Abbreviations are short references for long terms. In engineering and technical writing, the wide array of long words has led to a diversity of abbreviations meant to reduce the amount of text required to convey the same ideas. Yet variation in abbreviations can lead to confusion as to what an abbreviation means. The American National Standards Institute adopts its standards on abbreviations for technical terms from the American Society of Mechanical Engineers. ANSI standards are primarily American units. However, ANSI unit abbreviations include metric units, scientific terms and common units of measurement, such as time.
ANSI Abbreviation Standards
ANSI standard Y1.1, “Abbreviations for Scientific and Engineering Terms,” was the original standard for abbreviations for technical terms. Y1.1 was updated in 1989. ANSI standard Y1.1 was replaced by ANSI standard Y14.38 in 1999. ANSI standard Y14.38 was updated in 2007.
Metric units, or International System of Units, are also called SI units. ANSI standards for metric unit abbreviations include “cm” for centimeter, “cc” for cubic centimeter, and “m” for meter. Cubic meter is abbreviated to ”cu m,” while cubic millimeter is “cumm.”
American units are also called English units, though England has switched to the metric system. ANSI standards for American units include “ft” for feet, “cu ft” for cubic feet, and “mi” for mile. Feet-per-minute is identified as “fpm.”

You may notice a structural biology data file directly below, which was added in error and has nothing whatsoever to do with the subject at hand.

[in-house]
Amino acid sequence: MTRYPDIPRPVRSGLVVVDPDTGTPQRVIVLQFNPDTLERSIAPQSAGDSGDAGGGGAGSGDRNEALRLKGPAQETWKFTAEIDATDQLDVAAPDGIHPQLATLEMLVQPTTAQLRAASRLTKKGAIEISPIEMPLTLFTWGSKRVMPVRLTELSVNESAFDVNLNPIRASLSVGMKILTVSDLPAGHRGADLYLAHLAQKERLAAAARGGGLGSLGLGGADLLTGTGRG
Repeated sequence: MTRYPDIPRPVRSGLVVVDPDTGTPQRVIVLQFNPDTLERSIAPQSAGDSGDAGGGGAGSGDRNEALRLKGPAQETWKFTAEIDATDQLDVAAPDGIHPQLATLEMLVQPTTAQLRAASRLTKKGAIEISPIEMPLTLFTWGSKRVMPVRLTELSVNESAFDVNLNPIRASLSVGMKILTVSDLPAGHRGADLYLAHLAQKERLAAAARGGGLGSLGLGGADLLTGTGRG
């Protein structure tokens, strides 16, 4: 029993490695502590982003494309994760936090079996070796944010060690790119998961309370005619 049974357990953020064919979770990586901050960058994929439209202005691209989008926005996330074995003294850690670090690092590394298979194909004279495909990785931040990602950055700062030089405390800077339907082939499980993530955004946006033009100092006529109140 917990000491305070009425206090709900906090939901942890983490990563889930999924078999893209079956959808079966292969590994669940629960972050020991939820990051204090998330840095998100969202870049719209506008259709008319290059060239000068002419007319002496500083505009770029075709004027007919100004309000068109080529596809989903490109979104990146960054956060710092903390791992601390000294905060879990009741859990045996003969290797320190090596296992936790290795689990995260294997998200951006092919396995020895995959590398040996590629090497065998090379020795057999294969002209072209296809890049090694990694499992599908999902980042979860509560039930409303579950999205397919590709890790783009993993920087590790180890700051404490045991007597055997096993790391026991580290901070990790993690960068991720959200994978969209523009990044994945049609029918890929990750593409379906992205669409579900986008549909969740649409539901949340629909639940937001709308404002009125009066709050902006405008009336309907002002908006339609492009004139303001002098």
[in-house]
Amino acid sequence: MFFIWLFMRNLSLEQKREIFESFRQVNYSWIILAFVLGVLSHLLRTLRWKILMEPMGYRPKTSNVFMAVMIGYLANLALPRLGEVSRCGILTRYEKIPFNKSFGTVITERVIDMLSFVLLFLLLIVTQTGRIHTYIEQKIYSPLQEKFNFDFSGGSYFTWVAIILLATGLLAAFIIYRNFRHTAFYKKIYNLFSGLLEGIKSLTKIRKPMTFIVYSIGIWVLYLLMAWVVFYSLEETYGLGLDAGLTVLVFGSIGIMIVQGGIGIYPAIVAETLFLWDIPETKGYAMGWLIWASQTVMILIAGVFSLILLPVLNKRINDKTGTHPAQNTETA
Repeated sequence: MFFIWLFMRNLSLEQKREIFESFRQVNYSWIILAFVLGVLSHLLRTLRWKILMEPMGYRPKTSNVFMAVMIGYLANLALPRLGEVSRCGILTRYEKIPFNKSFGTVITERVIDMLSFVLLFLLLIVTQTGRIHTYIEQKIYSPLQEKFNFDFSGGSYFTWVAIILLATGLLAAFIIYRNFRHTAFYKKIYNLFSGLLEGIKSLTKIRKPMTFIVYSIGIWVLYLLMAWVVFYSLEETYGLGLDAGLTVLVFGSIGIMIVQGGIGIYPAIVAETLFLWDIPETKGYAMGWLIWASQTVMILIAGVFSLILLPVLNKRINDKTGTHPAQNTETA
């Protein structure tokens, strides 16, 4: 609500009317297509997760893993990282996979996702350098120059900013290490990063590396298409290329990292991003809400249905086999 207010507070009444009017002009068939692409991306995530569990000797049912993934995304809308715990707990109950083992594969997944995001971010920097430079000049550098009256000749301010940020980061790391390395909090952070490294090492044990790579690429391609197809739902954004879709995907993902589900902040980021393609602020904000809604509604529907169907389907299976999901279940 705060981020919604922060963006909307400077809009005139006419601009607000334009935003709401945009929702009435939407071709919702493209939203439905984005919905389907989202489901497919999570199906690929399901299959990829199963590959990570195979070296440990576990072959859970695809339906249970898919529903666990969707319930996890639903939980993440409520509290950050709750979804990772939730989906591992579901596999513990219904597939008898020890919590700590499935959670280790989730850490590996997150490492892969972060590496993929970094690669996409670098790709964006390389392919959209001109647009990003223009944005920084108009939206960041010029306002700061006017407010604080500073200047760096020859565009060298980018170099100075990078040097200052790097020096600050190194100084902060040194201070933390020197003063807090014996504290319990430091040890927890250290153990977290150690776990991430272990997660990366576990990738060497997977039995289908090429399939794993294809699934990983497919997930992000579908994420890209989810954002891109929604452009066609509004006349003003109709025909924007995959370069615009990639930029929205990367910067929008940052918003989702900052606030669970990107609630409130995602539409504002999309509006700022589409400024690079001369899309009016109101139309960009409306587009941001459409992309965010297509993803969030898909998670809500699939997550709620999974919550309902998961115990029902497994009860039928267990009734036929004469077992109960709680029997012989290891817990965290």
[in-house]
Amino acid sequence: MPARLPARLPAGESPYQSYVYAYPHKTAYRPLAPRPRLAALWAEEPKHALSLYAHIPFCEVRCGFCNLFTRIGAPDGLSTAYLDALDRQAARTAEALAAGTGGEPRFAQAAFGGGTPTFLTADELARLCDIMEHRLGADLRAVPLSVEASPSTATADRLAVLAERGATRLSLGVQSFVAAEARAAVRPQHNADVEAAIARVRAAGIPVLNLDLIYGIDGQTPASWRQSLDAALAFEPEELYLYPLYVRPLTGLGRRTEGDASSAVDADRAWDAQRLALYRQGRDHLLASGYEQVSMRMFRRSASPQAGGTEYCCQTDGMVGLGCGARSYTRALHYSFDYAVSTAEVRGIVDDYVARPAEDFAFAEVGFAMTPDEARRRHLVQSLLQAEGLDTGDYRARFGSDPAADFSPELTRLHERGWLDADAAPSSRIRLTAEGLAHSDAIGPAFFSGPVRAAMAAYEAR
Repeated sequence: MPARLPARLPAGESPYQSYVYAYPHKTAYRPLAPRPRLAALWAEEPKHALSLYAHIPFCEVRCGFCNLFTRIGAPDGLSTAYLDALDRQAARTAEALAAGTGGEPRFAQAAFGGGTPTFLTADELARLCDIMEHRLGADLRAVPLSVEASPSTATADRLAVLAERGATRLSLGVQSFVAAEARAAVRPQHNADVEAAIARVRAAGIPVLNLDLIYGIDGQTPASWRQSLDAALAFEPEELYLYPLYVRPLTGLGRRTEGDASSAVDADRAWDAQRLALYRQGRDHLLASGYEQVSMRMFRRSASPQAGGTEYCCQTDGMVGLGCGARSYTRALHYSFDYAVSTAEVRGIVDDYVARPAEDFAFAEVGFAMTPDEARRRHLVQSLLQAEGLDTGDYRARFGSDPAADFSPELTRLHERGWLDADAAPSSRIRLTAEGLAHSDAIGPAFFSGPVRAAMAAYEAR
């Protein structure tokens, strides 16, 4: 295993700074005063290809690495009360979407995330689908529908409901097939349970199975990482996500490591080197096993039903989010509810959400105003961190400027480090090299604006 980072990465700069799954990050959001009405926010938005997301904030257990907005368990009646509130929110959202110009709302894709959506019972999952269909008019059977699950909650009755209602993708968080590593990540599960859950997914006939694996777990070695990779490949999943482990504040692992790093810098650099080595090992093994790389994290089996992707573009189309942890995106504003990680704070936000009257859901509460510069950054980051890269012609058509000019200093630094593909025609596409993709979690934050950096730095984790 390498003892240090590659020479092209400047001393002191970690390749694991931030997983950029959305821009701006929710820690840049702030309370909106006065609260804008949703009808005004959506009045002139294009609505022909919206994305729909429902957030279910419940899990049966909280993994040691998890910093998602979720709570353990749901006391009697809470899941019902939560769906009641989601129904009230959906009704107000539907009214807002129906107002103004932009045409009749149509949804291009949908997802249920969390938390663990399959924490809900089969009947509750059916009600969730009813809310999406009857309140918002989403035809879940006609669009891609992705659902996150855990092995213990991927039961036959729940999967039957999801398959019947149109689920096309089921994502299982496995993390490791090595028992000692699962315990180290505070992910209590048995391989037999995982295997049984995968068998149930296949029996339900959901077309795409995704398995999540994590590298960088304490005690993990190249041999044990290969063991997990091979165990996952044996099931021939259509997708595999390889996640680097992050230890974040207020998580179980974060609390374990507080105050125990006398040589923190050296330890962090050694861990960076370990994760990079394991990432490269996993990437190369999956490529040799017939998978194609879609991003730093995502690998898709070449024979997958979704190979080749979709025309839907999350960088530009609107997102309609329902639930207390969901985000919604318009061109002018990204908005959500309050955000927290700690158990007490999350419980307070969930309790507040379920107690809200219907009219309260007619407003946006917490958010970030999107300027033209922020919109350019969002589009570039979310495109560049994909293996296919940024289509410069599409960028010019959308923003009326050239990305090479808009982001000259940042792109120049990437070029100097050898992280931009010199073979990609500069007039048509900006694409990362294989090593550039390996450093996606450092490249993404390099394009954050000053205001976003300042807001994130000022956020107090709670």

ANSI standards also provide approved abbreviations for units of time, mathematical terms and commonly used long technical terms. ANSI calls for revolutions per minute to be abbreviated as “rpm ,”while revolutions per second are “reps.” Powerfactor is abbreviated to “pf.” Temperature is abbreviated to “temp.” ANSI also specifies abbreviations for mathematical terms. For example, tangent is abbreviated as “tan,” while second becomes “s” or “sec.” Diameter is abbreviated as “dia.” Coefficient is abbreviated as “coef.” Hour can be shortened to “h” or “hr.”
Drafting Unit Standards
ASME/ANSI standard Y14.5 includes abbreviations to be used in dimensioning and tolerance call-outs on drawings. According to “Engineering Design with SolidWorks 2011,” by David and Marie Planchard, “millimeter (MMGS) dimensioning and decimal inch (IPS) dimensioning are the two most common unit types specified for engineering parts and drawings.” Drawings created to the ANSI standard will have American units first, with metric dimensions listed second.
Abbreviations in Technical Writing
There is no need to include an “s” after a unit abbreviation. According to the “Handbook of Technical Writing” by Gerald Alred, Charles Brusaw, and Walter Oliu, “abbreviations of units of measure are identical in the singular and plural.” When a period is used at the end of an abbreviation as well as at the end of a sentence, a second period is not required. It is recommended, but not required, to include a period after units that could be mistaken for a word, such as “in” for inches.